One of my favorite parts of watching Titus Andronicus is seeing Amy Klein rock out on the guitar and sometimes violin. When they opened the set she bounced around and swayed to the music, and contrasting Stickles’s look of pain and frustration she had a smile on her face that was reminiscent of a librarian sharing a good book with a patron. I think it’s because despite the dark subject matter the band deals with they still love and enjoy playing these songs and sharing them with the fans. Rock is too often about bravado and being intense, it’s nice to see someone on stage actually look like she’s enjoying herself.
The band played through most of the songs from their critically acclaimed The Monitor and a few choice tracks from the excellent though often over looked The Airing of Grievences. They even played a new song that Stickles said was about “mostly the same stuff.” The crowd responded well to slower numbers like To Old Friends and New about the frustrations of a difficult relationship. But they definitely seemed to prefer familiar rock-filled anthem like the popular “A More Perfect Union,” The Monitor’s opening track about fleeing from hometown Mahwah, New Jersey convinced that it’s the source of the sorrow and depression. They even fit in the 14 minute long album closer “The Battle of Hampton Road” about, after having discovered that the misery in Mahwah is spread across all fifty states and every nation, never letting it beat you down and staying defiant. When you scream, do it until you’re gasping for breath. They closed on my personal favorite “Four Score and Seven,” one of the most lively and rebellious track on the album, but by inspecting the lyrics you still see the conflict and pain that defines so much of Titus Andronicus. The track opens with the dark lyrics,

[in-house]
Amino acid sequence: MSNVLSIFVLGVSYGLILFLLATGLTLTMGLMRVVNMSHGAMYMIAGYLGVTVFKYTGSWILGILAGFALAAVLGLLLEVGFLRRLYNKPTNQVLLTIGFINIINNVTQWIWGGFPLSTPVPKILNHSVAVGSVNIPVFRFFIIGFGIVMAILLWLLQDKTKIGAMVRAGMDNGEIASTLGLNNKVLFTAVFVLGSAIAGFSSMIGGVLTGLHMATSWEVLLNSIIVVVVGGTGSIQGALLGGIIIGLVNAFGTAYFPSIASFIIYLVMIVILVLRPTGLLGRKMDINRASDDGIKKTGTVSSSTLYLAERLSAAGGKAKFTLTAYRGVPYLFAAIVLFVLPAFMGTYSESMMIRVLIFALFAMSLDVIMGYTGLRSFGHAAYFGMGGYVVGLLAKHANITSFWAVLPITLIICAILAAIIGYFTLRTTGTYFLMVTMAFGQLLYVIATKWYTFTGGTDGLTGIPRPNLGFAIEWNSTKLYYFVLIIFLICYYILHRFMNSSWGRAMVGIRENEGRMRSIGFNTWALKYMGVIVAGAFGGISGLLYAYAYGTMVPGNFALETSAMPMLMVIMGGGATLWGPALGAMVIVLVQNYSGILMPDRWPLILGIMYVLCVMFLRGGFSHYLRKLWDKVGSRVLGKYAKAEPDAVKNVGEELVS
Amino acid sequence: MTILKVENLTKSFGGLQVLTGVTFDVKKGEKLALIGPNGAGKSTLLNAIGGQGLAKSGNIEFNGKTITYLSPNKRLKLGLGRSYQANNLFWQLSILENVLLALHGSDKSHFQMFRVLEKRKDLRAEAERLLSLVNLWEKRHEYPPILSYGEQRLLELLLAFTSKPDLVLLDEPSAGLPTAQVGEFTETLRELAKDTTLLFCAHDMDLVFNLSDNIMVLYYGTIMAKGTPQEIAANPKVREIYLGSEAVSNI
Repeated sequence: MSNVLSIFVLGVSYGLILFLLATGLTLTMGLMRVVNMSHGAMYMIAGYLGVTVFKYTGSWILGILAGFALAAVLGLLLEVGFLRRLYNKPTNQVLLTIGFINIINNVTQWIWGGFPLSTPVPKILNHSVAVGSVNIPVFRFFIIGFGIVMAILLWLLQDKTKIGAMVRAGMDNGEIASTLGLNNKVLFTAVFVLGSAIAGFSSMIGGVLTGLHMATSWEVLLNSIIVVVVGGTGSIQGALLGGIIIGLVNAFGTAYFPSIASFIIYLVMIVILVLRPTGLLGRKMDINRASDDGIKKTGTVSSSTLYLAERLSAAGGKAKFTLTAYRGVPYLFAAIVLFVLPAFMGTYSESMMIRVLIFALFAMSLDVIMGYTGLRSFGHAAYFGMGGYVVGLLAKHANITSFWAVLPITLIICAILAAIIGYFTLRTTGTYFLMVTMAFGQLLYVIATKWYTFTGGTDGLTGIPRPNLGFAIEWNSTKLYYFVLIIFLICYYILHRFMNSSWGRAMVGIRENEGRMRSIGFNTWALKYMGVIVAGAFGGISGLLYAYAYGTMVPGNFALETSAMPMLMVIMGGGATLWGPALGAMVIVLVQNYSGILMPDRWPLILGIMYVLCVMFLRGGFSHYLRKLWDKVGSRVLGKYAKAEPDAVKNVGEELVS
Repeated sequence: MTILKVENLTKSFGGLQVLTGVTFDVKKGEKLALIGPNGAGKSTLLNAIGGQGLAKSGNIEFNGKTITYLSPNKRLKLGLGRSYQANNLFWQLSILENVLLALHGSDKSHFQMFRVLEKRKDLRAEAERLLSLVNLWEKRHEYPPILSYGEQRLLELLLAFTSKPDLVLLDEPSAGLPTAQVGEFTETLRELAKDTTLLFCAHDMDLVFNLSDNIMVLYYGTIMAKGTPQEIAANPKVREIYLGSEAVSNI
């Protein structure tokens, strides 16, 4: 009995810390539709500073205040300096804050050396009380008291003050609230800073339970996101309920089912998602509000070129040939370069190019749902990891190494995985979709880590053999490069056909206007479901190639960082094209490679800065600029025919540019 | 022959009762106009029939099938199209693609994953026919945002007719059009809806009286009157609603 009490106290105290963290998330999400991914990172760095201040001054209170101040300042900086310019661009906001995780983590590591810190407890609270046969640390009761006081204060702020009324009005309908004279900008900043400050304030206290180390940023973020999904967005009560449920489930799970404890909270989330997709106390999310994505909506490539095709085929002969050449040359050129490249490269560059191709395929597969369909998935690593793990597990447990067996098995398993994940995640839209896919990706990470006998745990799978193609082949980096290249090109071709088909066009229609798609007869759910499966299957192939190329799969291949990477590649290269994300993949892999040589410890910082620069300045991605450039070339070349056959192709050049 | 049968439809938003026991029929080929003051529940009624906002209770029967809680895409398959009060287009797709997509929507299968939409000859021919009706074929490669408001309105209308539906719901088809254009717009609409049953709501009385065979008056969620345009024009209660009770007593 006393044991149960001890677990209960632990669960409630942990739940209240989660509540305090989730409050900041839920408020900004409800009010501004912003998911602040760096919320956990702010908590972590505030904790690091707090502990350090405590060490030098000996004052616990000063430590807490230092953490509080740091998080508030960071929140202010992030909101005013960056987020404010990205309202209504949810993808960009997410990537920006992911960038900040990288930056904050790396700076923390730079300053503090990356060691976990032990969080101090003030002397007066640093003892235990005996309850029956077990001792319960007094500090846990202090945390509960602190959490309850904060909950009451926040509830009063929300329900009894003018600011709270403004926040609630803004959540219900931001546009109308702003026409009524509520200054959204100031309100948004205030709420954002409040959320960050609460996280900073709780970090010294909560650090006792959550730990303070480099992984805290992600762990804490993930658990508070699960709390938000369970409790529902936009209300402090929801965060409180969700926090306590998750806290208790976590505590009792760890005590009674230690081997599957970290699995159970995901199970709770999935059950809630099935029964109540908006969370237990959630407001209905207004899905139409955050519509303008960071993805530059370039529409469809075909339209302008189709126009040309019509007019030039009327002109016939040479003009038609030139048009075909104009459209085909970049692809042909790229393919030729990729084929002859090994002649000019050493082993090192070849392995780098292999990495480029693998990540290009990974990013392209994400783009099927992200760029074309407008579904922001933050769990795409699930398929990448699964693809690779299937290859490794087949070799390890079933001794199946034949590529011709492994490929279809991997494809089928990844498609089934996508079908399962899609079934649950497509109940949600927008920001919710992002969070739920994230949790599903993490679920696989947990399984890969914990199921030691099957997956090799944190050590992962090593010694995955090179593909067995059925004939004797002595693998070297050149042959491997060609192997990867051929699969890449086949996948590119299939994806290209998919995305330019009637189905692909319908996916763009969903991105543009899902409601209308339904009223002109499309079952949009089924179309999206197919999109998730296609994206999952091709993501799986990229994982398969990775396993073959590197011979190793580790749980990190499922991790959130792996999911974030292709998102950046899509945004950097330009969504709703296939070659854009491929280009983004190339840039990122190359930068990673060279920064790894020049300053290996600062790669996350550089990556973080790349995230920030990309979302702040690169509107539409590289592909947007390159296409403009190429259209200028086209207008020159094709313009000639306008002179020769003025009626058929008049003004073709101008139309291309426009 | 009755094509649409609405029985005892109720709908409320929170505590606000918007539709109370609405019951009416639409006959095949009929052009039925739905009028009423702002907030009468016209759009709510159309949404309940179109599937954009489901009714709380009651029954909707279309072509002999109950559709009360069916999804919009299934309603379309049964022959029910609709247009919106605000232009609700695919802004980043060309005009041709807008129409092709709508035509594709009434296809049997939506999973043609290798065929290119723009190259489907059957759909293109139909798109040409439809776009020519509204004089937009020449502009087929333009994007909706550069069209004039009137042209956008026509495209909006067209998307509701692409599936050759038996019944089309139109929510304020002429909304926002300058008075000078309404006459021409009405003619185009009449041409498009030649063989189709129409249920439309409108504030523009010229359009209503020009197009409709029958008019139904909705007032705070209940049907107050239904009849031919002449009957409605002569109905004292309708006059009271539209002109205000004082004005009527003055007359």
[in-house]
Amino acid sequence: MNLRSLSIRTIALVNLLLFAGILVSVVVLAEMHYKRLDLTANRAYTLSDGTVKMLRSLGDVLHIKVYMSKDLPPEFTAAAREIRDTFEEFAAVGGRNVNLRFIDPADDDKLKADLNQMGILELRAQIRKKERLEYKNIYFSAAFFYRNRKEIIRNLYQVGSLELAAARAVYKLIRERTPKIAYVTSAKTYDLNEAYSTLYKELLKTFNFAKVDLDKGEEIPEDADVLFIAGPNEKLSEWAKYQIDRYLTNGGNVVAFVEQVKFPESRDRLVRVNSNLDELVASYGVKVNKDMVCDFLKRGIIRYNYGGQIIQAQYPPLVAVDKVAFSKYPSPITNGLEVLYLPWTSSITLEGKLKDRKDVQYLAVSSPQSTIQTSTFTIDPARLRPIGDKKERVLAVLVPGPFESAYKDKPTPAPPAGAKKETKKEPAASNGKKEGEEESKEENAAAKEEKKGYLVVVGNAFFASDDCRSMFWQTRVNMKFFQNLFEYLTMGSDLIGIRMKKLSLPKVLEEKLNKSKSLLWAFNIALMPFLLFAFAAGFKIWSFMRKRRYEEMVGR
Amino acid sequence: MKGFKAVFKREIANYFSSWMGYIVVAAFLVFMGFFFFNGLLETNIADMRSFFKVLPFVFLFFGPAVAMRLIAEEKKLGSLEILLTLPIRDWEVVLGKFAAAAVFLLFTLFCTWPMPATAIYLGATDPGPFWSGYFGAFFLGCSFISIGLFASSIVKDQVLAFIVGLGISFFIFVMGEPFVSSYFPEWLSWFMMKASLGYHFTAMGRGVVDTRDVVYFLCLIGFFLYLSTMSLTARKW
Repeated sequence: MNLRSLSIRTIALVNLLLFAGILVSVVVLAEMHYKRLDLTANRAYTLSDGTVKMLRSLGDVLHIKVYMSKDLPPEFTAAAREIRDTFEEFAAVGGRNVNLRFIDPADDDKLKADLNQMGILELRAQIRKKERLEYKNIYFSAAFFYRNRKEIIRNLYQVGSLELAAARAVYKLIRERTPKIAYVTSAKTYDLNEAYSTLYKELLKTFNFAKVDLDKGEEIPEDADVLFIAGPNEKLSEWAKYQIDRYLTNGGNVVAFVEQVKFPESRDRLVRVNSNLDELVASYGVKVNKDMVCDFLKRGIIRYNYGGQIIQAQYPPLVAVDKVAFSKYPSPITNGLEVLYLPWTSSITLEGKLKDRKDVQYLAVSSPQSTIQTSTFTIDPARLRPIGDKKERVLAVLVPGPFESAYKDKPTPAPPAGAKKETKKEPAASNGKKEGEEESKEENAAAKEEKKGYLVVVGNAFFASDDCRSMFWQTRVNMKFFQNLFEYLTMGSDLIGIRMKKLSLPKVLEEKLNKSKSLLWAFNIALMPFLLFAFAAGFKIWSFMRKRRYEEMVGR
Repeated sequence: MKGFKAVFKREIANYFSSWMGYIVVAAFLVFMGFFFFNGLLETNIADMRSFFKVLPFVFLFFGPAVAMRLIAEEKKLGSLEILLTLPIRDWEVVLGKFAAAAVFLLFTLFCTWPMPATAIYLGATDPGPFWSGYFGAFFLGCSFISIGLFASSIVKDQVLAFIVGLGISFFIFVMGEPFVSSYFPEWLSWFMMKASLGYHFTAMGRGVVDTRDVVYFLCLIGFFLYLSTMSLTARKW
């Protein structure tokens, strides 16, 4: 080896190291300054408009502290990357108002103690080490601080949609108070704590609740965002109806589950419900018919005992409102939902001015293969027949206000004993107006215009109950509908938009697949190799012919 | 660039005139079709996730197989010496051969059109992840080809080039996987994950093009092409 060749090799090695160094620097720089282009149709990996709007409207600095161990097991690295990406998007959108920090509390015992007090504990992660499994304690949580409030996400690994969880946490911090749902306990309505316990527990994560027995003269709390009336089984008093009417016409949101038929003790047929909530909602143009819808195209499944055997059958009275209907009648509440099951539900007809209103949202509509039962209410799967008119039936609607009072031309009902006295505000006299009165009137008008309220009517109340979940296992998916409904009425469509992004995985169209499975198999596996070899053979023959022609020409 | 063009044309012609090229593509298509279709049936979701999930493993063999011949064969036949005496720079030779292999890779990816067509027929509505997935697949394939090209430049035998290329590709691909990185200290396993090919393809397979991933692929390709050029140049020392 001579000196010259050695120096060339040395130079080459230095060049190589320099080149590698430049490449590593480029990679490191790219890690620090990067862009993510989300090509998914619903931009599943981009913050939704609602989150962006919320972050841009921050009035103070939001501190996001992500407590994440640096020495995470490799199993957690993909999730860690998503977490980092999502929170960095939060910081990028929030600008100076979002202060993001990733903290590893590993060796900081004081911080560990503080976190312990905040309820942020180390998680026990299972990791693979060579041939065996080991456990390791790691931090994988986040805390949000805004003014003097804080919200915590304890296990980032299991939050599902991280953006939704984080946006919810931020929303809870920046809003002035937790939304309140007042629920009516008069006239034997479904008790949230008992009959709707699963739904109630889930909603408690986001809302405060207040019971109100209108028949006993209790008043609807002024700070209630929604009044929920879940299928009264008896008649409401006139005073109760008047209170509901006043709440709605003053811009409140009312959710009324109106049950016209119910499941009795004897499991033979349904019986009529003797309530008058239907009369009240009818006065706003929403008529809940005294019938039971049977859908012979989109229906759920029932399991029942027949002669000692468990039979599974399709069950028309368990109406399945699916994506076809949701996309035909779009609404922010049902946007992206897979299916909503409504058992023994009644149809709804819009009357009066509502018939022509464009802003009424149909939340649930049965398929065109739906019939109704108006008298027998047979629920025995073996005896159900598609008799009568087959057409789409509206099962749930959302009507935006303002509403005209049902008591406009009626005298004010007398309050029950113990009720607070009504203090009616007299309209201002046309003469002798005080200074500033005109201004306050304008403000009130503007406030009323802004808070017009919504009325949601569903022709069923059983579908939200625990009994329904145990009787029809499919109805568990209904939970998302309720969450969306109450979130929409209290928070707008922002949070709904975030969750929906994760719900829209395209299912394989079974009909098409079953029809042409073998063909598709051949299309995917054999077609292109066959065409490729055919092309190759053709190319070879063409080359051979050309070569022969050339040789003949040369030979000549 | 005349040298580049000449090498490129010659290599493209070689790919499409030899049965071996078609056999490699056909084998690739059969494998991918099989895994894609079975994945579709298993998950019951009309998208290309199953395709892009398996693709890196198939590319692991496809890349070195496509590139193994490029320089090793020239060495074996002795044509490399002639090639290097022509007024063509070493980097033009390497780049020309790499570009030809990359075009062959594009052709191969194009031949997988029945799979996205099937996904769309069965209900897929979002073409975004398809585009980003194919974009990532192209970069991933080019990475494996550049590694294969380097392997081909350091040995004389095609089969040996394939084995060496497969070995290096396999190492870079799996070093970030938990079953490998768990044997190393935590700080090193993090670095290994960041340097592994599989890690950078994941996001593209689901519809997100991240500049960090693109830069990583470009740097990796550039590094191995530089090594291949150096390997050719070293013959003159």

“This is a war we can’t win
After 10,000 years, it’s still us against them
And my heroes have always died at the end
So who’s going to account for these sins?”
But it’s not a wish for suicide or a quick demise. Stickles is saying he knows all men will die, and when he does die he “wasn’t born to die like a dog,” he was “born to die just like a man.” The track, and show, closes with the battle cry “It’s still us against them!” repeated again and again until finally he finishes it all by screaming “they’re winning.” It’s just as thought provoking as it is riling.
Titus Andronicus is an intellectual band without being pretentious. It rocks without being dumb. It reflects the pain and sorrow of life without being defeatist. In fact, it’s quite the opposite. Seeing them live is like a celebration of these attributes – it’s lively, rousing, and despite everything, triumphant.
(Titus Andronicus performed at Emo’s in Austin, Texas on April 21, 2011)